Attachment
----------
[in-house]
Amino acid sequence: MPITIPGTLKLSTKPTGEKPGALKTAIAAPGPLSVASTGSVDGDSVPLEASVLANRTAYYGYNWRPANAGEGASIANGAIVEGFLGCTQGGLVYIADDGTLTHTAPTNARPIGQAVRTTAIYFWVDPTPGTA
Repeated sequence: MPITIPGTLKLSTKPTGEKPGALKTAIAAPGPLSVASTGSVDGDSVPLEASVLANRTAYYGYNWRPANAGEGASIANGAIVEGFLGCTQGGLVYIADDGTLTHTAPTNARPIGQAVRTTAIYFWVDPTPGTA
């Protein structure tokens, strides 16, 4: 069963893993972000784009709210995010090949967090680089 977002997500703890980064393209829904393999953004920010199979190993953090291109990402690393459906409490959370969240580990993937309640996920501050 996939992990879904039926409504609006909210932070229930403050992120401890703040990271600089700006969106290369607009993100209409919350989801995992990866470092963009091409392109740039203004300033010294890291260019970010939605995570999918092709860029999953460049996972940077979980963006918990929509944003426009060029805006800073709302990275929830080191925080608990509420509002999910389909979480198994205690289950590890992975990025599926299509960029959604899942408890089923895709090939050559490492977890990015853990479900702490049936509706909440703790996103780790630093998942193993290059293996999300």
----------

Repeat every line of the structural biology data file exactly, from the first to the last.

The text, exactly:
[in-house]
Amino acid sequence: MPITIPGTLKLSTKPTGEKPGALKTAIAAPGPLSVASTGSVDGDSVPLEASVLANRTAYYGYNWRPANAGEGASIANGAIVEGFLGCTQGGLVYIADDGTLTHTAPTNARPIGQAVRTTAIYFWVDPTPGTA
Repeated sequence: MPITIPGTLKLSTKPTGEKPGALKTAIAAPGPLSVASTGSVDGDSVPLEASVLANRTAYYGYNWRPANAGEGASIANGAIVEGFLGCTQGGLVYIADDGTLTHTAPTNARPIGQAVRTTAIYFWVDPTPGTA
């Protein structure tokens, strides 16, 4: 069963893993972000784009709210995010090949967090680089 977002997500703890980064393209829904393999953004920010199979190993953090291109990402690393459906409490959370969240580990993937309640996920501050 996939992990879904039926409504609006909210932070229930403050992120401890703040990271600089700006969106290369607009993100209409919350989801995992990866470092963009091409392109740039203004300033010294890291260019970010939605995570999918092709860029999953460049996972940077979980963006918990929509944003426009060029805006800073709302990275929830080191925080608990509420509002999910389909979480198994205690289950590890992975990025599926299509960029959604899942408890089923895709090939050559490492977890990015853990479900702490049936509706909440703790996103780790630093998942193993290059293996999300």